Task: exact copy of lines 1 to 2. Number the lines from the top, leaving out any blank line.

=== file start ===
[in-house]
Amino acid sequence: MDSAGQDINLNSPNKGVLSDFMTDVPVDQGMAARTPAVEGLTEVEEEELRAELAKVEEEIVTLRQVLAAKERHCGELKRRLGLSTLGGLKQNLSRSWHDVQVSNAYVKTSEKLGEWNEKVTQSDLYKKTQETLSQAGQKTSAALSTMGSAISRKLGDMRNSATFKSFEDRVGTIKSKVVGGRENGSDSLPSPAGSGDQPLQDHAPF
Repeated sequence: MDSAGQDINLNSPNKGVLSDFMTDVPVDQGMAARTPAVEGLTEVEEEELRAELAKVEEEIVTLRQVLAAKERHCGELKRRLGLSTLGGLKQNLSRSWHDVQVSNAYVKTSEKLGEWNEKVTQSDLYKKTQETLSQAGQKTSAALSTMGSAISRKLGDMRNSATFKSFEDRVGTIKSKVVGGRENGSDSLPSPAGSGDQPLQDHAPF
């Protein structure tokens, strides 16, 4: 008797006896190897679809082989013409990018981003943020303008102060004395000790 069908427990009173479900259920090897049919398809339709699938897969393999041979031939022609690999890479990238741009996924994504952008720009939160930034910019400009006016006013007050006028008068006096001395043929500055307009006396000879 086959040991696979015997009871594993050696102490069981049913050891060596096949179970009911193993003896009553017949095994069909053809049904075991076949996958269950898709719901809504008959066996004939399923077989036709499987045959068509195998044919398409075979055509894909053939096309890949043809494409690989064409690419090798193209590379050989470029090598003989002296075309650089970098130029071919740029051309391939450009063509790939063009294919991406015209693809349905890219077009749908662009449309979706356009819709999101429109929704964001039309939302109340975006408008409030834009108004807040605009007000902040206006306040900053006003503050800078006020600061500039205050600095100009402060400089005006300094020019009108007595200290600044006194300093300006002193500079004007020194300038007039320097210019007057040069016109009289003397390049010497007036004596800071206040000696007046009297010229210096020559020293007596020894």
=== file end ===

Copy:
[in-house]
Amino acid sequence: MDSAGQDINLNSPNKGVLSDFMTDVPVDQGMAARTPAVEGLTEVEEEELRAELAKVEEEIVTLRQVLAAKERHCGELKRRLGLSTLGGLKQNLSRSWHDVQVSNAYVKTSEKLGEWNEKVTQSDLYKKTQETLSQAGQKTSAALSTMGSAISRKLGDMRNSATFKSFEDRVGTIKSKVVGGRENGSDSLPSPAGSGDQPLQDHAPF